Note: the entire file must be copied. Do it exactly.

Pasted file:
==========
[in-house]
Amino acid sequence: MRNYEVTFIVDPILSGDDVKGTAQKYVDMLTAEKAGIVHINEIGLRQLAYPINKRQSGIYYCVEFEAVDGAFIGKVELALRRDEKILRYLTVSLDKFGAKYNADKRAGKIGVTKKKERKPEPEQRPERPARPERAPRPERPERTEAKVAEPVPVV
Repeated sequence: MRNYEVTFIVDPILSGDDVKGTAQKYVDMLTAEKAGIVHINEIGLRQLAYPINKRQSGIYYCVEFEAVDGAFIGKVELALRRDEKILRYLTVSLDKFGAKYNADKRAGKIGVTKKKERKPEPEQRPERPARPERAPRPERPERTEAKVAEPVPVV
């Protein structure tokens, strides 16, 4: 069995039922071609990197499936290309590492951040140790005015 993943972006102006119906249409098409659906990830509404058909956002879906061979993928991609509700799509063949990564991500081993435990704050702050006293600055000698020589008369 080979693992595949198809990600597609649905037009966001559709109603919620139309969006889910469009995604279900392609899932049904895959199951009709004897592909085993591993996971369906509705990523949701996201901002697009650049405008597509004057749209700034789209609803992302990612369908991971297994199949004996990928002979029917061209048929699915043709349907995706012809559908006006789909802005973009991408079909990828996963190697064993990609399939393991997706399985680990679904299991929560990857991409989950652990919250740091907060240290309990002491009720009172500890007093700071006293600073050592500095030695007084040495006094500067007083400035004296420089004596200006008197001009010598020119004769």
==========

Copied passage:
[in-house]
Amino acid sequence: MRNYEVTFIVDPILSGDDVKGTAQKYVDMLTAEKAGIVHINEIGLRQLAYPINKRQSGIYYCVEFEAVDGAFIGKVELALRRDEKILRYLTVSLDKFGAKYNADKRAGKIGVTKKKERKPEPEQRPERPARPERAPRPERPERTEAKVAEPVPVV
Repeated sequence: MRNYEVTFIVDPILSGDDVKGTAQKYVDMLTAEKAGIVHINEIGLRQLAYPINKRQSGIYYCVEFEAVDGAFIGKVELALRRDEKILRYLTVSLDKFGAKYNADKRAGKIGVTKKKERKPEPEQRPERPARPERAPRPERPERTEAKVAEPVPVV
């Protein structure tokens, strides 16, 4: 069995039922071609990197499936290309590492951040140790005015 993943972006102006119906249409098409659906990830509404058909956002879906061979993928991609509700799509063949990564991500081993435990704050702050006293600055000698020589008369 080979693992595949198809990600597609649905037009966001559709109603919620139309969006889910469009995604279900392609899932049904895959199951009709004897592909085993591993996971369906509705990523949701996201901002697009650049405008597509004057749209700034789209609803992302990612369908991971297994199949004996990928002979029917061209048929699915043709349907995706012809559908006006789909802005973009991408079909990828996963190697064993990609399939393991997706399985680990679904299991929560990857991409989950652990919250740091907060240290309990002491009720009172500890007093700071006293600073050592500095030695007084040495006094500067007083400035004296420089004596200006008197001009010598020119004769």